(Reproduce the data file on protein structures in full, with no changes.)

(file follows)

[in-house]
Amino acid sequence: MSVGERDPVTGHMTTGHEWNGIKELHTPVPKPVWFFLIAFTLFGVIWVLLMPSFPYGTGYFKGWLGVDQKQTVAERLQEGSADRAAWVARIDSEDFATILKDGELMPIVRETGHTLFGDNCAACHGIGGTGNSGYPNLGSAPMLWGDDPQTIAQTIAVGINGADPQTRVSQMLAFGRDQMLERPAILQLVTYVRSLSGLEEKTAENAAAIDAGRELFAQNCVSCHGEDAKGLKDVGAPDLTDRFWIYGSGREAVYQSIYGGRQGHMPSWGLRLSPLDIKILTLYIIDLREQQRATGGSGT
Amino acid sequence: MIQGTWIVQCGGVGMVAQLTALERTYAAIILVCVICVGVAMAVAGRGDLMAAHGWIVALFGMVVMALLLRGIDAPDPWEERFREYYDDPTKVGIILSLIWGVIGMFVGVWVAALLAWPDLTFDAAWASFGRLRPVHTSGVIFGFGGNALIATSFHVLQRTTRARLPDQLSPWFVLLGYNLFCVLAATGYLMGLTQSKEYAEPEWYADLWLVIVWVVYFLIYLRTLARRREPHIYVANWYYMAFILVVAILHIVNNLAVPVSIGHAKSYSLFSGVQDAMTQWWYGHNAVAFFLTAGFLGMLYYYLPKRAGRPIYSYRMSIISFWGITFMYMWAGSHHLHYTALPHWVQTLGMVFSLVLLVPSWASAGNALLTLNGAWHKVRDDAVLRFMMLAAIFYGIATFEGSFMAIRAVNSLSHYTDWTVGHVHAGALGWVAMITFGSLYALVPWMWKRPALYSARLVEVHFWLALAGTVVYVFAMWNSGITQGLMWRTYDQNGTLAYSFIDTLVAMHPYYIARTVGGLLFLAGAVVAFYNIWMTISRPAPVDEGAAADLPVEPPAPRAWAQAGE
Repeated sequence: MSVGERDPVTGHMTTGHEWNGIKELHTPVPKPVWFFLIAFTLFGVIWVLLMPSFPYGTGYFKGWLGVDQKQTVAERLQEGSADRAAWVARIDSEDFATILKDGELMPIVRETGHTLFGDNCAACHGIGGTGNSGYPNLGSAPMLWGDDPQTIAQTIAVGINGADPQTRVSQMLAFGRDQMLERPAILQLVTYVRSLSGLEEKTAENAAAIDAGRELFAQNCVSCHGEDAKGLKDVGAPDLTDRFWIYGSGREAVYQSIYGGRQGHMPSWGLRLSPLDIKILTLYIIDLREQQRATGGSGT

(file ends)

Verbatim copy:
[in-house]
Amino acid sequence: MSVGERDPVTGHMTTGHEWNGIKELHTPVPKPVWFFLIAFTLFGVIWVLLMPSFPYGTGYFKGWLGVDQKQTVAERLQEGSADRAAWVARIDSEDFATILKDGELMPIVRETGHTLFGDNCAACHGIGGTGNSGYPNLGSAPMLWGDDPQTIAQTIAVGINGADPQTRVSQMLAFGRDQMLERPAILQLVTYVRSLSGLEEKTAENAAAIDAGRELFAQNCVSCHGEDAKGLKDVGAPDLTDRFWIYGSGREAVYQSIYGGRQGHMPSWGLRLSPLDIKILTLYIIDLREQQRATGGSGT
Amino acid sequence: MIQGTWIVQCGGVGMVAQLTALERTYAAIILVCVICVGVAMAVAGRGDLMAAHGWIVALFGMVVMALLLRGIDAPDPWEERFREYYDDPTKVGIILSLIWGVIGMFVGVWVAALLAWPDLTFDAAWASFGRLRPVHTSGVIFGFGGNALIATSFHVLQRTTRARLPDQLSPWFVLLGYNLFCVLAATGYLMGLTQSKEYAEPEWYADLWLVIVWVVYFLIYLRTLARRREPHIYVANWYYMAFILVVAILHIVNNLAVPVSIGHAKSYSLFSGVQDAMTQWWYGHNAVAFFLTAGFLGMLYYYLPKRAGRPIYSYRMSIISFWGITFMYMWAGSHHLHYTALPHWVQTLGMVFSLVLLVPSWASAGNALLTLNGAWHKVRDDAVLRFMMLAAIFYGIATFEGSFMAIRAVNSLSHYTDWTVGHVHAGALGWVAMITFGSLYALVPWMWKRPALYSARLVEVHFWLALAGTVVYVFAMWNSGITQGLMWRTYDQNGTLAYSFIDTLVAMHPYYIARTVGGLLFLAGAVVAFYNIWMTISRPAPVDEGAAADLPVEPPAPRAWAQAGE
Repeated sequence: MSVGERDPVTGHMTTGHEWNGIKELHTPVPKPVWFFLIAFTLFGVIWVLLMPSFPYGTGYFKGWLGVDQKQTVAERLQEGSADRAAWVARIDSEDFATILKDGELMPIVRETGHTLFGDNCAACHGIGGTGNSGYPNLGSAPMLWGDDPQTIAQTIAVGINGADPQTRVSQMLAFGRDQMLERPAILQLVTYVRSLSGLEEKTAENAAAIDAGRELFAQNCVSCHGEDAKGLKDVGAPDLTDRFWIYGSGREAVYQSIYGGRQGHMPSWGLRLSPLDIKILTLYIIDLREQQRATGGSGT